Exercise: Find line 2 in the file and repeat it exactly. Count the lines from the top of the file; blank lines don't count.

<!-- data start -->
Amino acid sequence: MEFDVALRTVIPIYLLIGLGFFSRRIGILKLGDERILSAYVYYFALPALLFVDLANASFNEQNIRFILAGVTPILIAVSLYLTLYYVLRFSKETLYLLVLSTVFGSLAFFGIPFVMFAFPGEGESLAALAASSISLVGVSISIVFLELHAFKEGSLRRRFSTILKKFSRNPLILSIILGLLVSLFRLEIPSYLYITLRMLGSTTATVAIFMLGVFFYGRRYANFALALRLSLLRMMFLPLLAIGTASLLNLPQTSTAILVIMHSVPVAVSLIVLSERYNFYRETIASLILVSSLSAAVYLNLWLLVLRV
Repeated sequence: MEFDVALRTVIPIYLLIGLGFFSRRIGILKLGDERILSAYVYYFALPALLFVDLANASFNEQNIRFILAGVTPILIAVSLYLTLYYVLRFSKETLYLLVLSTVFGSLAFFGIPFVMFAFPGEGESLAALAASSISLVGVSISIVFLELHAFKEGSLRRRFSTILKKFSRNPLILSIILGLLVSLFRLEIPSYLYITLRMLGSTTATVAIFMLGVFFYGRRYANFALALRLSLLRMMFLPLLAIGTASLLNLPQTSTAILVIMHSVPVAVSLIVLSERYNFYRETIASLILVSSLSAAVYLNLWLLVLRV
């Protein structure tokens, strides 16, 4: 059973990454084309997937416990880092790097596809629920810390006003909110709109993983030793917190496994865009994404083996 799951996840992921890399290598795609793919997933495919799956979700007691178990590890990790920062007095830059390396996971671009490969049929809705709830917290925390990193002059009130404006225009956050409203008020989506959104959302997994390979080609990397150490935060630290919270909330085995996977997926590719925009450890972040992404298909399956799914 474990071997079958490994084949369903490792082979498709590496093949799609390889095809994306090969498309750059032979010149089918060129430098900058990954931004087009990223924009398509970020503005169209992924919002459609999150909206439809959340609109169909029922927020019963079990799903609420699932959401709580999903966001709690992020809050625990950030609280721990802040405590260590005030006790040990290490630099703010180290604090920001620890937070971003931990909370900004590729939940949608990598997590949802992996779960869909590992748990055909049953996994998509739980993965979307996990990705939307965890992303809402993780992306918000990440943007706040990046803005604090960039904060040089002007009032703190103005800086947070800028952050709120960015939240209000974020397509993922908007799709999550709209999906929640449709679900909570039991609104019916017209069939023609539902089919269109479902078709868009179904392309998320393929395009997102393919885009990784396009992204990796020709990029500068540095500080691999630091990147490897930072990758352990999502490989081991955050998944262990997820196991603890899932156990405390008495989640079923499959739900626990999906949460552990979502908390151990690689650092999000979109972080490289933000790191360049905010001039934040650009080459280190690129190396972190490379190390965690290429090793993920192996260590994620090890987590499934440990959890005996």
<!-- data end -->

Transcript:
Repeated sequence: MEFDVALRTVIPIYLLIGLGFFSRRIGILKLGDERILSAYVYYFALPALLFVDLANASFNEQNIRFILAGVTPILIAVSLYLTLYYVLRFSKETLYLLVLSTVFGSLAFFGIPFVMFAFPGEGESLAALAASSISLVGVSISIVFLELHAFKEGSLRRRFSTILKKFSRNPLILSIILGLLVSLFRLEIPSYLYITLRMLGSTTATVAIFMLGVFFYGRRYANFALALRLSLLRMMFLPLLAIGTASLLNLPQTSTAILVIMHSVPVAVSLIVLSERYNFYRETIASLILVSSLSAAVYLNLWLLVLRV